it was simply beyond the realm of possibility to even consider
talking to her.

One day I could stand it no longer. I was in agony.

I decided to make my play during recess.

My heart beating a mile a minute, I approached her as she was engaged
in a heated round of penny pitching with some friends. After what seemed
an eternity, she looked up. I was totally numb by this time, yet I knew
it was now or never. I had a speech all prepared, but when I opened my
mouth, what came out was simply, “I think I love you.”

She stood there looking at me — cocking her head to the side in that
wonderful way she had. Then she said the magic words: “I already
have a boyfriend.” She nodded towards a bunch of guys playing
baseball. “Buzzy King — the pitcher — that’s my boyfriend.”

She scrunched up her face, as if thinking hard. “Besides,” she added,
“I don’t like you. I think you’re sorta creepy.”

Needless to say, I was mortified. Yet upon reflection, it made
perfect sense. Of course she would like somebody named Buzzy King
(the most popular kid in our third grade class). How could I ever have
fooled myself into thinking she would ever have even considered someone
like me?! No, I had been a dolt, a jerk, a jackass, an idiot and
a fool. What’s more, my life was over!

Yet fate has curious ways of working. One bright summer afternoon
some ten years later (we had moved from Ohio to California during the
interim), I was visiting a friend at the Beverly Hilton Hotel. We were
sitting poolside, soaking up the rays, when something caught my eye. I
looked up and, lo and behold, there she was, just a few feet away from
me — Betsy Geller!

Despite the expected hormonal changes (which were wonderful) she
looked exactly the same as I’d remembered her, except now, approaching
womanhood — she had truly become beautiful.

I looked skyward and said a silent thank you. After all, the odds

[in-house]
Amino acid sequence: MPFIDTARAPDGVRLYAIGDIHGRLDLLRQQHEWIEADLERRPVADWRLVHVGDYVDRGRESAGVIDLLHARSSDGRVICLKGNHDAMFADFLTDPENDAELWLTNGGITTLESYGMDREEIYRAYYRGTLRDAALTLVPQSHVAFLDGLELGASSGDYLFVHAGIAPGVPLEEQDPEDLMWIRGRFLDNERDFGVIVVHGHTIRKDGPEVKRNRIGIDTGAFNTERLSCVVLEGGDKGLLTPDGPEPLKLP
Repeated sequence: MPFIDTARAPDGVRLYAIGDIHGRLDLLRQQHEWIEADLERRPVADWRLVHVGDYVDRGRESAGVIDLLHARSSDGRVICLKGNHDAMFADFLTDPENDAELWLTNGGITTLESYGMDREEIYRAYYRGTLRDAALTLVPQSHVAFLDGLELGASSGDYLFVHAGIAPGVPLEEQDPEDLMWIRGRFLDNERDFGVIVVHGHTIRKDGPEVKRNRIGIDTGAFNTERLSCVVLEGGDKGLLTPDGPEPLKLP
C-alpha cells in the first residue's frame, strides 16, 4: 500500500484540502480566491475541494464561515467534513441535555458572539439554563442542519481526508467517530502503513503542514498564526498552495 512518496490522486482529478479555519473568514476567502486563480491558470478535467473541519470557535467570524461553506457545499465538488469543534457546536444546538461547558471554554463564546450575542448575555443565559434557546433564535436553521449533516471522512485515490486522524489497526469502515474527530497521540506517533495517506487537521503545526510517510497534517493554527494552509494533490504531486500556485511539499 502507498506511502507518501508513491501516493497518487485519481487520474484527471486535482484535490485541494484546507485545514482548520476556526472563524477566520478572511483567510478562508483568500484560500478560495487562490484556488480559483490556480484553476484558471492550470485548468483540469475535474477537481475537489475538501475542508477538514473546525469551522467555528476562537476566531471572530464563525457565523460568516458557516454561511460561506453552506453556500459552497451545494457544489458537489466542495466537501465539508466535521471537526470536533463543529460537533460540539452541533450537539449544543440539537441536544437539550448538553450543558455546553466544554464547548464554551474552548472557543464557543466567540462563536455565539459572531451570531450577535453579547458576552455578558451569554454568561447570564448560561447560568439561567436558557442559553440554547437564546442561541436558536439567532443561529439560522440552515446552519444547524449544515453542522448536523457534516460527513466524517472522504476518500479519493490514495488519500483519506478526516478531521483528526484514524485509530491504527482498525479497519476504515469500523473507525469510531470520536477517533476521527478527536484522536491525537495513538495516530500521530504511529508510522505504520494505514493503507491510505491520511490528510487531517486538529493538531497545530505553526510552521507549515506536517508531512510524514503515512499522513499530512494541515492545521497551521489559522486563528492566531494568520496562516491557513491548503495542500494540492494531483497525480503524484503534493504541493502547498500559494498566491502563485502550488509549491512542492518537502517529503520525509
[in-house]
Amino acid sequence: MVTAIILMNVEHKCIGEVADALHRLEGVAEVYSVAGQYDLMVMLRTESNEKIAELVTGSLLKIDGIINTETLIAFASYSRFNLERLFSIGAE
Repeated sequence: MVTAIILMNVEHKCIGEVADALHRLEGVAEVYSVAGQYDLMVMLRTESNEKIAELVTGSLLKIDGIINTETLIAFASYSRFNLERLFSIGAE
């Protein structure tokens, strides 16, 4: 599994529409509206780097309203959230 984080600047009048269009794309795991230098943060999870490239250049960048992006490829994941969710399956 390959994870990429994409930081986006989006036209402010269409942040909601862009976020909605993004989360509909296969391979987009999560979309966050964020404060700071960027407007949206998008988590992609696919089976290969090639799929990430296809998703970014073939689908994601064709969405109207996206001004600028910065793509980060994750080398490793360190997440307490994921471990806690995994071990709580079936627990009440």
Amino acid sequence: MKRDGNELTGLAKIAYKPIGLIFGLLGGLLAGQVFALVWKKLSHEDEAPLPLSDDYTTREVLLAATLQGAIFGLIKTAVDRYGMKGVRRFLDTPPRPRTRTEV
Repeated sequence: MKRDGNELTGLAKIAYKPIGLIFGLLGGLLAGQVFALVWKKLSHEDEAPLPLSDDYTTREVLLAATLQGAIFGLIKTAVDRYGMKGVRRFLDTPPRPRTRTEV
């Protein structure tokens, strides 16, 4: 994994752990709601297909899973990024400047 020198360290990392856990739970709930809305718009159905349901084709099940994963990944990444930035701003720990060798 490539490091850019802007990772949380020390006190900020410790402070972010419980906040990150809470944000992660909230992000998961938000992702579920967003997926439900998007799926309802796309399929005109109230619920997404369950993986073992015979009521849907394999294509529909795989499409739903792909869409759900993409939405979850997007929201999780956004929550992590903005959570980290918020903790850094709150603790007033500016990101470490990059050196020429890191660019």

against such a meeting — some 3000 miles and 10 years from the site of
our original, er, relationship — were a million-to-one. No, there was
no mistake about it. God had sent her to me.

But you know what? I still couldn’t talk to her. A zillion
times during that eternally long afternoon, I started to go up to her.
But alas, I never made it. And at the end of the day, as I watched her
leave, and heard the tinkle of her laughter fading into the distance, I
felt my heart breaking all over again, just as it had so many years
before on that elementary school playground.

I suppose that the existential message of the Betsy Geller story is a
simple one: first love leaves its imprint on us forever. That is, of
course, who she was — my first Muse.

Oh sure, I’ve been “in love” since then. Actually, quite a number of
times. But nobody ever captured my heart the same way Betsy Geller did.

So I guess the time has come. It’s taken me all these many years to
get up the nerve to say it. And who knows, maybe somehow, magically,
she’ll hear me! I mean, for all I know, she might just be reading this
very column! So, here goes. …

Hey Betsy Geller, if you’re out there somewhere … I love you.

S.L. Goldman is on assignment in Costa Rica. The third column in
Goldman’s series on the New Age Movement — “Demonic Convergence”
— will resume next

For information about S.L. Goldman’s forthcoming spoken word tour
(Goldman will be appearing — in venues throughout the U.S. and Europe
— on the same bill with author/rock star Henry Rollins and author
Hubert Selby), please send an e-mail to [email protected].